Graph neural networks
Instructor: Fabrizio Silvestri
This course thoroughly introduces Graph Neural Networks (GNNs), tailored for Ph.D. students with a background in scientific areas. It offers a balanced view of both theoretical aspects and practical applications of GNNs. We will start with the basics of machine learning, graph theory, and neural networks to build a foundation for understanding GNNs. The course will cover essential GNN architectures, including Graph Convolutional Networks (GCNs) and Graph Attention Networks (GATs), along with recent developments in the field. At the end of the course, we will also cover some aspects regarding the explainability of GNN models' predictions.
Program analysis: from proving correctness to proving incorrectness
This course offers a focused exploration of formal methods in software development, with some emphasis on the shift of perspectives after Peter O'Hearn's influential paper on incorrectness logic. Instead of exploiting over-approximations to prove program correctness like done with classical formal methods, incorrectness reasoning exploits under-approximations for exposing true bugs.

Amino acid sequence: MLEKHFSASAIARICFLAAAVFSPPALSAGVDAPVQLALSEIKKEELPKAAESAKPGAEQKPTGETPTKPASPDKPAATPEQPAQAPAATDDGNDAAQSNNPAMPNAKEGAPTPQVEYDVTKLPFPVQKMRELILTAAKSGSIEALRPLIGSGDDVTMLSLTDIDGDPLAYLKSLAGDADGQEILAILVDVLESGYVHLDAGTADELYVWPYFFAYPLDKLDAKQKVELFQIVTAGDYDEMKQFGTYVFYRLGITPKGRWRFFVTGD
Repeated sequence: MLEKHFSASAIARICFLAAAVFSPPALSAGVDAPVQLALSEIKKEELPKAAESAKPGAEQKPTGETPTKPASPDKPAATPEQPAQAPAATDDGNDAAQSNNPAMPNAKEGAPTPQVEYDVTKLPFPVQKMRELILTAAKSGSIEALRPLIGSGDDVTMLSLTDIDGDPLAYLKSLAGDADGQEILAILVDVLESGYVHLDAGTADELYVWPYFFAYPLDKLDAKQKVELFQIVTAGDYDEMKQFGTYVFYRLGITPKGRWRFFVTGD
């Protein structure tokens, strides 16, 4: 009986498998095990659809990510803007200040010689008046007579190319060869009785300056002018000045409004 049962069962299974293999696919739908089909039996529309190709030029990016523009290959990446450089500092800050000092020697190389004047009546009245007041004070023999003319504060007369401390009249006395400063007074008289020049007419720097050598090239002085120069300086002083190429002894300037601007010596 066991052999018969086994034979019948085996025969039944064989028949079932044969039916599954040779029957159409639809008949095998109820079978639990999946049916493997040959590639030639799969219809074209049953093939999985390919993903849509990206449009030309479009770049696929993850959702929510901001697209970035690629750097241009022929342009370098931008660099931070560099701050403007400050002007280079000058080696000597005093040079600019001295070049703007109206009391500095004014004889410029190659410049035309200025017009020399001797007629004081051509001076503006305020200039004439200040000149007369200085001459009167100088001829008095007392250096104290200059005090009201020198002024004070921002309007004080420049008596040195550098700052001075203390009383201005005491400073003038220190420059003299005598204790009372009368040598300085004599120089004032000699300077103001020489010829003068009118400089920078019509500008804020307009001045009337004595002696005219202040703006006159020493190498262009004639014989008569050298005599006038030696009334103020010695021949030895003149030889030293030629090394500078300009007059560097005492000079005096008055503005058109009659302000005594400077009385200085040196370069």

The overall goal of incorrectness methods is to develop principled techniques to assist programmers with timely feedback about the presence of true errors, with few or zero false alarms.
The course will overview different approaches, like program logics, pointer analysis, and abstract interpretation, for both over- and under-approximation, as well as their combination.
Large Language Models
Instructor(s): Danilo Croce
The evolution of Large Language Models (LLMs) has marked a profound transformation in computational linguistics and computer science. This course aims at introducing the main characteristics of LLMs.